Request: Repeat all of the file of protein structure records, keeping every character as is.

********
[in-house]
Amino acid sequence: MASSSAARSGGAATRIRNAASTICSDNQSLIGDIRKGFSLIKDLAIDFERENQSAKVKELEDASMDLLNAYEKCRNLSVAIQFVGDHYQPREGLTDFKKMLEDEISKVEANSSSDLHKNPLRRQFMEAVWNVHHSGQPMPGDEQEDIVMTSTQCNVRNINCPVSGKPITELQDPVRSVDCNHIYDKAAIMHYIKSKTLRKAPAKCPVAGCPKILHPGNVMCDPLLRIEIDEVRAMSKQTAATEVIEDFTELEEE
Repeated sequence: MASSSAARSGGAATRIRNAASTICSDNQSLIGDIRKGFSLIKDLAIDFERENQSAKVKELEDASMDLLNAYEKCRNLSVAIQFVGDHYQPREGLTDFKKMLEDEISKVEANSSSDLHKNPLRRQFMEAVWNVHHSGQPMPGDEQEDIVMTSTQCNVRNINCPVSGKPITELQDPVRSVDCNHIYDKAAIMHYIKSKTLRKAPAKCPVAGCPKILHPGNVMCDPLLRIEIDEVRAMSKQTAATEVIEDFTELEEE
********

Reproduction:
[in-house]
Amino acid sequence: MASSSAARSGGAATRIRNAASTICSDNQSLIGDIRKGFSLIKDLAIDFERENQSAKVKELEDASMDLLNAYEKCRNLSVAIQFVGDHYQPREGLTDFKKMLEDEISKVEANSSSDLHKNPLRRQFMEAVWNVHHSGQPMPGDEQEDIVMTSTQCNVRNINCPVSGKPITELQDPVRSVDCNHIYDKAAIMHYIKSKTLRKAPAKCPVAGCPKILHPGNVMCDPLLRIEIDEVRAMSKQTAATEVIEDFTELEEE
Repeated sequence: MASSSAARSGGAATRIRNAASTICSDNQSLIGDIRKGFSLIKDLAIDFERENQSAKVKELEDASMDLLNAYEKCRNLSVAIQFVGDHYQPREGLTDFKKMLEDEISKVEANSSSDLHKNPLRRQFMEAVWNVHHSGQPMPGDEQEDIVMTSTQCNVRNINCPVSGKPITELQDPVRSVDCNHIYDKAAIMHYIKSKTLRKAPAKCPVAGCPKILHPGNVMCDPLLRIEIDEVRAMSKQTAATEVIEDFTELEEE